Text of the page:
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Risk Management

Emergency Fund

Long-term investing involves risk and commitment.
Setting aside an emergency fund of 3-6 months
worth of expenses is critical. Nothing in the financial
world is more fully accepted than the use of an
emergency fund. Put the money in an account where
you can have easy access to the funds when you need it. High-interest savings account. You will lose the opportunity to see investment growth on this money. That is the cost of insurance.

Risk Avoidance

Many risks can be avoided by choosing to avoid certain activities. If you are concerned about the risk of being in a car accident, you can choose to walk or use public transit. If it is impractical for you to avoid the risk, you can reduce the risk by driving carefully, and maintain your car in order to be as safe as possible. Likewise, taking care of your health can improve your quality of living and your life expectancy, which is an important part of a complete risk management strategy.

Risk Retention

Some risks are small enough that you might choose to be prepared to cover the consequences of the risk yourself. Deciding to opt out of an extended warranty on a household appliance is an example of a risk that you might choose to retain, depending on the costs associated with the product.

Risk Transfer

When a risk is too big for you to manage on your own, the results could be catastrophic for your family, finances, and your lifestyle. It is important to use insurance to protect yourself from these types of risks. Consider whether or not your household could carry on in the event of a sickness or injury that prevented a family member from earning an income. Or how your family would get along in the event of the loss of a member.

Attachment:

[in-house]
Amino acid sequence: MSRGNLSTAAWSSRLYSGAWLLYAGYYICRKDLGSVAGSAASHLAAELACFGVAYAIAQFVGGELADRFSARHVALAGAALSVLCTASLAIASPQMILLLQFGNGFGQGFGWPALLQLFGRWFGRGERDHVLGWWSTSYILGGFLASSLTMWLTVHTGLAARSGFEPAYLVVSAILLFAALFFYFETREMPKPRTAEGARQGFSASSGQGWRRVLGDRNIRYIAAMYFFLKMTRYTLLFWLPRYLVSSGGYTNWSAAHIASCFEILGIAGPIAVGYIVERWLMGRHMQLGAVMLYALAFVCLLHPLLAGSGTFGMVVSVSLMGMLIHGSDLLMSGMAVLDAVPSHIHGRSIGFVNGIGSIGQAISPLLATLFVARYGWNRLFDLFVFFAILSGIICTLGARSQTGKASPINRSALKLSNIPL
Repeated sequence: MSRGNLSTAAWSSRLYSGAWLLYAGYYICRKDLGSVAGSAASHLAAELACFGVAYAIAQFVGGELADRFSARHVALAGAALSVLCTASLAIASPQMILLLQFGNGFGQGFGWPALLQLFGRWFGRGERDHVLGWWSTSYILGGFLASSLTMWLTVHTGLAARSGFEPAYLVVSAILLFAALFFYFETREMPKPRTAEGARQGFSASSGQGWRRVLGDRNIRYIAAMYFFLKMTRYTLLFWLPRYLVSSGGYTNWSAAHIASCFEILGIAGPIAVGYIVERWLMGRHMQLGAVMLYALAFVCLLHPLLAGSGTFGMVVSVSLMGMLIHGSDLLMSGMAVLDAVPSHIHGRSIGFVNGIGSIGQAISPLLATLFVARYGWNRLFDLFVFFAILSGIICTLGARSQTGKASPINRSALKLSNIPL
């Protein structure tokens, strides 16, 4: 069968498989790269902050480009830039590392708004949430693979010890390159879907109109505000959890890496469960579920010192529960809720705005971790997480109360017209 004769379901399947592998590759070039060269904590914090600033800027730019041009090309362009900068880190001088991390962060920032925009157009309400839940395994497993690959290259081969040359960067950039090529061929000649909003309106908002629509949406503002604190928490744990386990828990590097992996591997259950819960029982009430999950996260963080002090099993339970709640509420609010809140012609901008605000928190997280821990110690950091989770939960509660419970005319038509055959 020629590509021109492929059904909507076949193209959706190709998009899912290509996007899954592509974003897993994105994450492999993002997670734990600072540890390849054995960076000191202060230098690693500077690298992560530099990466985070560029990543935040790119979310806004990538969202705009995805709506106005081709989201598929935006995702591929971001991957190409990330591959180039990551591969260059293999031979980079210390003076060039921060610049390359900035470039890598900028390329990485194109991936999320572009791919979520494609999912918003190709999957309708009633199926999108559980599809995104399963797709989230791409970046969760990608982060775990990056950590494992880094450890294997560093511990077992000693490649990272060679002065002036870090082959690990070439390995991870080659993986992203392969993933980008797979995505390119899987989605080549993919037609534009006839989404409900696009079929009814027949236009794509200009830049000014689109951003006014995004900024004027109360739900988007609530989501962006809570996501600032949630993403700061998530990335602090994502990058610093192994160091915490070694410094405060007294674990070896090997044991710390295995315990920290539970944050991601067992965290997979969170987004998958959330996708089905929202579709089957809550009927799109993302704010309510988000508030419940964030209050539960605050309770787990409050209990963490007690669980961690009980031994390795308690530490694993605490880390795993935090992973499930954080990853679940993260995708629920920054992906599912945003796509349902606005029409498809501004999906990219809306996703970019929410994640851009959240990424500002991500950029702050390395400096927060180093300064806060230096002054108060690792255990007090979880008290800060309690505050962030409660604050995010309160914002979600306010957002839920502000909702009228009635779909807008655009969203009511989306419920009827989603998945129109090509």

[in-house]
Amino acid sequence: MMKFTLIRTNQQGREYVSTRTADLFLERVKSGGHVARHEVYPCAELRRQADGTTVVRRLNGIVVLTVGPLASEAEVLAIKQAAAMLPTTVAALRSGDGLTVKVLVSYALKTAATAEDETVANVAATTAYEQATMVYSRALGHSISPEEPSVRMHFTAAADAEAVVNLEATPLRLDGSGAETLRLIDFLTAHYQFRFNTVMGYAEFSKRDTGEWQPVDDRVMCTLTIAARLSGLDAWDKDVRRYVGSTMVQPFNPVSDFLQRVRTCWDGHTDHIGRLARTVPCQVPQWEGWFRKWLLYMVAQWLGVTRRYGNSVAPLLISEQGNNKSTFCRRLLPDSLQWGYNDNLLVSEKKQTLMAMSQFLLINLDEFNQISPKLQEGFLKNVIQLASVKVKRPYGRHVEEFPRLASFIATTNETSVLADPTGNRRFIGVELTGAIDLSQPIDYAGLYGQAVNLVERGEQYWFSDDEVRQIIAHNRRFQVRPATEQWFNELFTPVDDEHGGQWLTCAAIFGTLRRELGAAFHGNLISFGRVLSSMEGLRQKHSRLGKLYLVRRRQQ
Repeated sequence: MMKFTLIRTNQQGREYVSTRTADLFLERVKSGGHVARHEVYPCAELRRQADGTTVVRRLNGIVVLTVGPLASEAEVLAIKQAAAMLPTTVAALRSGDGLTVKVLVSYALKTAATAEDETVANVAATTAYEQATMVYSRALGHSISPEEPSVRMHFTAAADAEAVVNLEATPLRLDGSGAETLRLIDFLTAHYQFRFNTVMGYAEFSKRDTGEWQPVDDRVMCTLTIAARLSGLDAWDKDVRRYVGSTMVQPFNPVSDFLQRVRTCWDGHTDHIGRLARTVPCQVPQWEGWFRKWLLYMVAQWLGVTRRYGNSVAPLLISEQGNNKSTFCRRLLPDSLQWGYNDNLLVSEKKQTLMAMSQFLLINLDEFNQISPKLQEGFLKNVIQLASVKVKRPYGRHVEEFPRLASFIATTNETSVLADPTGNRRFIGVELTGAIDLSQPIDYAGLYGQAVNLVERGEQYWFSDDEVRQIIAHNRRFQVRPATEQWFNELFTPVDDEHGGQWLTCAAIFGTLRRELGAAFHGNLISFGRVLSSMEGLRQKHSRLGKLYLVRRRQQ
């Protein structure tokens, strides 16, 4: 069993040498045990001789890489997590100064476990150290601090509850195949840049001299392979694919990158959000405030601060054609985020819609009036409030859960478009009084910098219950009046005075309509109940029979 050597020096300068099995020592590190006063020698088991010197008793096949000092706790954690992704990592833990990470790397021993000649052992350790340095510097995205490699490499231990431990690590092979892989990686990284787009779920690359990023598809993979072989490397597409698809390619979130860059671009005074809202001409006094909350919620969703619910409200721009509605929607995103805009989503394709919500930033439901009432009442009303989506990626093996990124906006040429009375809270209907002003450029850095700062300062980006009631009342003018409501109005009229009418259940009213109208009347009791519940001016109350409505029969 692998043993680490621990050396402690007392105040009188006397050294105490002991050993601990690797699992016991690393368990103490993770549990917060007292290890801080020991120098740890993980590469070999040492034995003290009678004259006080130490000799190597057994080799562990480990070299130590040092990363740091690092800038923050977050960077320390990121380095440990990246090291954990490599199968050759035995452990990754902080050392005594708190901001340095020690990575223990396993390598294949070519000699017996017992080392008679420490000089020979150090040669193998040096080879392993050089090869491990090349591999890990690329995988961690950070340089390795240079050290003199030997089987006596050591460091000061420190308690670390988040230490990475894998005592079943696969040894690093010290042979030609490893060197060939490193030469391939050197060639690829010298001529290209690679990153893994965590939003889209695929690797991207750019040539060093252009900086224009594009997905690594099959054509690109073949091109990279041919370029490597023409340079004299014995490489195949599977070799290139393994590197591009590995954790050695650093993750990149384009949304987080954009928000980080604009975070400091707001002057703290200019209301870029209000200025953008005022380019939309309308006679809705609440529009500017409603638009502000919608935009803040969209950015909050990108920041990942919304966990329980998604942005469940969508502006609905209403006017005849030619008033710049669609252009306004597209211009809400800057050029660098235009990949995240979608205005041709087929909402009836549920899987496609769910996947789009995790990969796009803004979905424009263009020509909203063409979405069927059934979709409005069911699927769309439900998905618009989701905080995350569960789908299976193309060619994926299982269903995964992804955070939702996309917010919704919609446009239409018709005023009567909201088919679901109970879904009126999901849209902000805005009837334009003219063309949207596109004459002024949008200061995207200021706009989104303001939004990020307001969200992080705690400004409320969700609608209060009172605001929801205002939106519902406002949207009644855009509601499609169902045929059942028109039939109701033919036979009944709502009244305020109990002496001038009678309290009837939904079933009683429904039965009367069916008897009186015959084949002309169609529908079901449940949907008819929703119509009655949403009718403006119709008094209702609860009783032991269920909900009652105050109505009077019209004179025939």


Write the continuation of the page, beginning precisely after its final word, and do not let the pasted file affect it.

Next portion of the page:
Personal Insurance

Personal insurance is a key element of a complete financial plan. Protecting yourself and your family from the financial risks associated with loss of life, health, or the ability to earn an income, is very important and often overlooked.

There are six main types of personal insurance, designed to protect against various risks.

Life Insurance pays out a lump sum in the event of the death of the insured person. Common reasons for carrying life insurance is to replace income, pay off debt, or pay for final expenses in the event of a death. Because of the tax-free nature of the insurance benefit, in some situations, it can be used as an investment tool in order to reduce estate erosion, or as a pseudo-emergency retirement fund. This does not replace proper retirement planning.

Critical Illness Insurance pays a lump sum in the event that the insured person suffers a covered illness. The idea of Critical illness insurance came from a Doctor, whose brother had cancer. He survived, but with all the extra expenses associated with treatment, he wished he had died. 

Disability Insurance pays a monthly benefit in order to replace the income of an insured person who, due to accident or sickness, is unable to perform some or all of the duties of their job. Policies can vary in coverage length, amount, and definition of disability.

Extended Health Care Insurance covers dental care, prescriptions, optometry and more. 

Accidental Death and Dismemberment Insurance pays a lump sum if the insured dies in an accident, or loses the use of body parts. The payment can vary depending on the loss.

Long-Term Care Insurance pays a monthly benefit to an insured person who is unable to take care of themselves.